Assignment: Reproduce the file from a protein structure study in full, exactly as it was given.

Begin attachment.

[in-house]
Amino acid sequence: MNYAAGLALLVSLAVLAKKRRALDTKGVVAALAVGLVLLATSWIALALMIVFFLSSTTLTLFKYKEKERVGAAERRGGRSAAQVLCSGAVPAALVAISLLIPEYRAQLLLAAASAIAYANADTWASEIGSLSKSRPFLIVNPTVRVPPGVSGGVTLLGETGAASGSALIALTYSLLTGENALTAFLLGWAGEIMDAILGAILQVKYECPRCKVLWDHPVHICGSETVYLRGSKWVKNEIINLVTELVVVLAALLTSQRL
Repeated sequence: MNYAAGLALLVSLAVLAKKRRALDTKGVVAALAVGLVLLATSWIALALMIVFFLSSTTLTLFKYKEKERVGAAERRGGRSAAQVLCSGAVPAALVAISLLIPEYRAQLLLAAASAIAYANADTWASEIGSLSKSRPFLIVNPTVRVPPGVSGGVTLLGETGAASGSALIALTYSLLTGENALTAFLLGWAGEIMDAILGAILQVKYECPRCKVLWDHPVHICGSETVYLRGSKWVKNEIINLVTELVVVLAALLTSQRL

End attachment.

[in-house]
Amino acid sequence: MNYAAGLALLVSLAVLAKKRRALDTKGVVAALAVGLVLLATSWIALALMIVFFLSSTTLTLFKYKEKERVGAAERRGGRSAAQVLCSGAVPAALVAISLLIPEYRAQLLLAAASAIAYANADTWASEIGSLSKSRPFLIVNPTVRVPPGVSGGVTLLGETGAASGSALIALTYSLLTGENALTAFLLGWAGEIMDAILGAILQVKYECPRCKVLWDHPVHICGSETVYLRGSKWVKNEIINLVTELVVVLAALLTSQRL
Repeated sequence: MNYAAGLALLVSLAVLAKKRRALDTKGVVAALAVGLVLLATSWIALALMIVFFLSSTTLTLFKYKEKERVGAAERRGGRSAAQVLCSGAVPAALVAISLLIPEYRAQLLLAAASAIAYANADTWASEIGSLSKSRPFLIVNPTVRVPPGVSGGVTLLGETGAASGSALIALTYSLLTGENALTAFLLGWAGEIMDAILGAILQVKYECPRCKVLWDHPVHICGSETVYLRGSKWVKNEIINLVTELVVVLAALLTSQRL